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  • Using JMS and transactional components without XA

    Our current environment uses EJBs with container managed transactions. I am slowing introducing Spring into the mix. One issue we are facing with our current environment is a need to manage the EJBs and a messaging mechanism in the same transaction. JMS was considered first, however, the use of EJBs and JMS together in the same transaction was requiring us to use XA, something we do not want to do for performance reasons. Is there any way for us to use Spring transaction management and JMS in the same transaction without requiring the use of XA? Thanks.

  • #2
    Spring iteself is not a transaction manager, it is simply an abstraction around many different transaction APIs including JTA. For most (all?) environments creating a transaction that spans more than one resource provider (two different dbs or a db and a message queue) means using XA transactions.

    Have you actually tested the performance of the XA transactions? You may be surprised - and if you really do need a transaction that spans many resource providers it is a good solution. You should also evaluate different JMS solutions as well as different transaction managers to see if you can increase performance.

    Rob

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    • #3
      To avoid XA

      As Rob says, if you are using multiple resources in a transaction then you've pretty much gotta use XA.

      One way to avoid this is for your transaction to just use (say) JDBC for your EJB and 'messaging', then you can use just a single regular JDBC transaction without having to pay the XA cost.

      You can still use JMS for the messaging aspect if you wish. e.g. you could use ActiveMQ with the JDBC persistence engine so that the EJBs and the JMS operations all take place on the same JDBC connection and so a single, regular JDBC transaction can be used.

      Another common technique for increasing performance of message centric processing using transactions is to batch things up. e.g. process 100 messages in 1 transaction. The cost of a transaction is in the commit (which is always a synchronous RPC with the persistence engine/transaction manager which has lots of latency); the send/receives of messages is normally asynchronous and so very fast within a transaction.

      So processing many messages in a transaction tends to make things more asynchronous and reduces the latency and so speeds things up.

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      • #4
        Thanks. I think that is exactly what I was asking for. I understand that XA is needed for multiple resources. What I was looking for was a JMS implementation that was based on the same resource (datasource) that was being used by the EJBs. I posted the question here because I was wondering if Spring was providing its own JMS implementation that may work that way. I now realize it does not but if I understand you correctly, ActiveMQ does. I will look into it.

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        • #5
          Yes it should work with ActiveMQ. A few things to bear in mind...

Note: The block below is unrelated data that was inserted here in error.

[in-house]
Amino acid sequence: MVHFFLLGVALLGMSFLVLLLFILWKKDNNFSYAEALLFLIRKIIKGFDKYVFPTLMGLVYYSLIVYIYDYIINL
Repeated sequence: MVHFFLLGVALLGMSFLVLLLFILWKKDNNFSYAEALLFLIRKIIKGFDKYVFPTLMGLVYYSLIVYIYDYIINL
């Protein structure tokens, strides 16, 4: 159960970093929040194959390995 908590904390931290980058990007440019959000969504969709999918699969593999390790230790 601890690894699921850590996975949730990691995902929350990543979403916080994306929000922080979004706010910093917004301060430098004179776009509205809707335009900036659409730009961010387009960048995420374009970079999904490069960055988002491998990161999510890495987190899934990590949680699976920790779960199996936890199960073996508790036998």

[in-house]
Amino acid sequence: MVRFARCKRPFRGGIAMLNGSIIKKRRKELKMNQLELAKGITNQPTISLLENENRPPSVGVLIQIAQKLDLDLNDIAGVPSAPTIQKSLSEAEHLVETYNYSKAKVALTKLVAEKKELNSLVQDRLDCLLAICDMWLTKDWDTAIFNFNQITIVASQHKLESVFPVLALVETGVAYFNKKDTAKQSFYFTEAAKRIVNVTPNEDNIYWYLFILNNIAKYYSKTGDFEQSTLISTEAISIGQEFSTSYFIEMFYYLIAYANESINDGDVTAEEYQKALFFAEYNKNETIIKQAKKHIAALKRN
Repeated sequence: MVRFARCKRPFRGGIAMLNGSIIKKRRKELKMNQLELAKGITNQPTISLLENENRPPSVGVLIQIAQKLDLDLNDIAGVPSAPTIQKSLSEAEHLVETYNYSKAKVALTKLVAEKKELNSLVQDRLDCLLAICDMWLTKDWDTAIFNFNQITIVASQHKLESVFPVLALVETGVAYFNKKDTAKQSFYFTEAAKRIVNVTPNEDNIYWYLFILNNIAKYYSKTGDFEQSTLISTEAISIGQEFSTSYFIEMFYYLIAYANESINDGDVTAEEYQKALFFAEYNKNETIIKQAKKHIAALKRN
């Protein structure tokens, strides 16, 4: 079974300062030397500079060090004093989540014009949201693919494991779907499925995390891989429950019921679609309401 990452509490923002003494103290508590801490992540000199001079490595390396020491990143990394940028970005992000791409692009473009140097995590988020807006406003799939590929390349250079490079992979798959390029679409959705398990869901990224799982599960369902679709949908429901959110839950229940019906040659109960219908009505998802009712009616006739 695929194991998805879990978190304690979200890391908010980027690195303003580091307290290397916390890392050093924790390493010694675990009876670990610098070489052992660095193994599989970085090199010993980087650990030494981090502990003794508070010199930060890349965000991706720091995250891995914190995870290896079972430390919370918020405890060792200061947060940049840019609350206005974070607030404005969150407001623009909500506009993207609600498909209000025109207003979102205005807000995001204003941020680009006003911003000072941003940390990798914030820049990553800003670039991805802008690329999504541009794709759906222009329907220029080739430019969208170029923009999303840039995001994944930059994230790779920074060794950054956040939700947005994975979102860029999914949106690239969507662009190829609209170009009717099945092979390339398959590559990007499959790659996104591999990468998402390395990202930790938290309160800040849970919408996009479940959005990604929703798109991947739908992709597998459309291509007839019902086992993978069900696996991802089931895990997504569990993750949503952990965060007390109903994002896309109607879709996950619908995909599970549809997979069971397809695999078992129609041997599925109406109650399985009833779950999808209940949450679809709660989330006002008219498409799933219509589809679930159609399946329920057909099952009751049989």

* you need to use the JDBC PersistenceAdapter with the same DataSource as your EJB/ O/R layer with the same physical Connection used per thread

          * you need to deploy ActiveMQ with an embedded broker, so that the broker-side message persistence occurs in the same thread as the JMS client send() calls.

          * ensure that the vm://localhost transport is used in the JMS ConnectionFactory to connect to the embedded broker and that you are not setting the asynchronous send flag.

          If you follow the above it should work. Do let us know how you get on; I'm sure we could make it a little easier to do the above

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          • #6
            Originally posted by jstrachan
            Yes it should work with ActiveMQ. A few things to bear in mind...

            * you need to use the JDBC PersistenceAdapter with the same DataSource as your EJB/ O/R layer with the same physical Connection used per thread

            * you need to deploy ActiveMQ with an embedded broker, so that the broker-side message persistence occurs in the same thread as the JMS client send() calls.

            * ensure that the vm://localhost transport is used in the JMS ConnectionFactory to connect to the embedded broker and that you are not setting the asynchronous send flag.

            If you follow the above it should work. Do let us know how you get on; I'm sure we could make it a little easier to do the above
            How should a recipient behave in this scenario?

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            • #7
              I'm curious if the addition of the journaled JDBC adapter has any bearing on this. That is, should I still use the straight-up JDBC adapter or could I use the journaled version to achieve the same outcome in terms of transaction rollback? Also, given that it's been four years since this thread was started is there anything else that's changed in with ActiveMQ or Spring that affects the approach outlined above?
              Last edited by robmoore; Apr 4th, 2008, 07:41 PM.

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